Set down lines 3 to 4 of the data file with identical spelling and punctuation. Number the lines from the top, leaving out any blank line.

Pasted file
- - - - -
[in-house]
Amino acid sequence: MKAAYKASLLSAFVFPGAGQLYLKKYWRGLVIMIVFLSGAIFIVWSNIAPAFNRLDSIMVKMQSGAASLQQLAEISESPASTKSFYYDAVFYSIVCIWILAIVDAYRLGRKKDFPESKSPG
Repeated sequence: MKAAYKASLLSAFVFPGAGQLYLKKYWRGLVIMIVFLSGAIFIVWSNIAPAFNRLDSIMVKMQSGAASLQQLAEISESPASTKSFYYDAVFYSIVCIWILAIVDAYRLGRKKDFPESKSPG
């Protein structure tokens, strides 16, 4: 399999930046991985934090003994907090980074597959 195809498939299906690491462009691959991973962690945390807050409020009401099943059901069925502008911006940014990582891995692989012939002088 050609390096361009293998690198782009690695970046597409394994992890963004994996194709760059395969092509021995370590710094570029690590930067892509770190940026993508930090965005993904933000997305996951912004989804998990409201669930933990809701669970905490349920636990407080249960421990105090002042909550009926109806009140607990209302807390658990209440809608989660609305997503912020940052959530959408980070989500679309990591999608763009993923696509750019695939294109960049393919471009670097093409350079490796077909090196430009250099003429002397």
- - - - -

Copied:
Repeated sequence: MKAAYKASLLSAFVFPGAGQLYLKKYWRGLVIMIVFLSGAIFIVWSNIAPAFNRLDSIMVKMQSGAASLQQLAEISESPASTKSFYYDAVFYSIVCIWILAIVDAYRLGRKKDFPESKSPG
């Protein structure tokens, strides 16, 4: 399999930046991985934090003994907090980074597959 195809498939299906690491462009691959991973962690945390807050409020009401099943059901069925502008911006940014990582891995692989012939002088 050609390096361009293998690198782009690695970046597409394994992890963004994996194709760059395969092509021995370590710094570029690590930067892509770190940026993508930090965005993904933000997305996951912004989804998990409201669930933990809701669970905490349920636990407080249960421990105090002042909550009926109806009140607990209302807390658990209440809608989660609305997503912020940052959530959408980070989500679309990591999608763009993923696509750019695939294109960049393919471009670097093409350079490796077909090196430009250099003429002397």